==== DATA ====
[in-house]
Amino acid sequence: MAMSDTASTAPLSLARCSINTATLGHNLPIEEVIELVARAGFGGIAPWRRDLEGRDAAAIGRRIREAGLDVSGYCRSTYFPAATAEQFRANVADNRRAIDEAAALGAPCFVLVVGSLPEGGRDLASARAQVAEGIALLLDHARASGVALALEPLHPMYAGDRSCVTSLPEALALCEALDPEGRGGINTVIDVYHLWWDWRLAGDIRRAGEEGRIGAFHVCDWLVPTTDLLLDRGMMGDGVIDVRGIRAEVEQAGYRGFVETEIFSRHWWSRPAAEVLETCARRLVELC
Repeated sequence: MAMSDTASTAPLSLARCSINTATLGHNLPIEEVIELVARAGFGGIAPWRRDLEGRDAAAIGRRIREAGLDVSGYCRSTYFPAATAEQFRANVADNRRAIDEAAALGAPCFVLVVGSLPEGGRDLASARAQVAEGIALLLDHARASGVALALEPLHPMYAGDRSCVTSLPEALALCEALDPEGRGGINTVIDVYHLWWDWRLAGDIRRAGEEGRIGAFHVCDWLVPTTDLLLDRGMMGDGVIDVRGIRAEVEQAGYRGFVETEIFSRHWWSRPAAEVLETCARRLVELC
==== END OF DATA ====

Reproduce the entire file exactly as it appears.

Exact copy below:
[in-house]
Amino acid sequence: MAMSDTASTAPLSLARCSINTATLGHNLPIEEVIELVARAGFGGIAPWRRDLEGRDAAAIGRRIREAGLDVSGYCRSTYFPAATAEQFRANVADNRRAIDEAAALGAPCFVLVVGSLPEGGRDLASARAQVAEGIALLLDHARASGVALALEPLHPMYAGDRSCVTSLPEALALCEALDPEGRGGINTVIDVYHLWWDWRLAGDIRRAGEEGRIGAFHVCDWLVPTTDLLLDRGMMGDGVIDVRGIRAEVEQAGYRGFVETEIFSRHWWSRPAAEVLETCARRLVELC
Repeated sequence: MAMSDTASTAPLSLARCSINTATLGHNLPIEEVIELVARAGFGGIAPWRRDLEGRDAAAIGRRIREAGLDVSGYCRSTYFPAATAEQFRANVADNRRAIDEAAALGAPCFVLVVGSLPEGGRDLASARAQVAEGIALLLDHARASGVALALEPLHPMYAGDRSCVTSLPEALALCEALDPEGRGGINTVIDVYHLWWDWRLAGDIRRAGEEGRIGAFHVCDWLVPTTDLLLDRGMMGDGVIDVRGIRAEVEQAGYRGFVETEIFSRHWWSRPAAEVLETCARRLVELC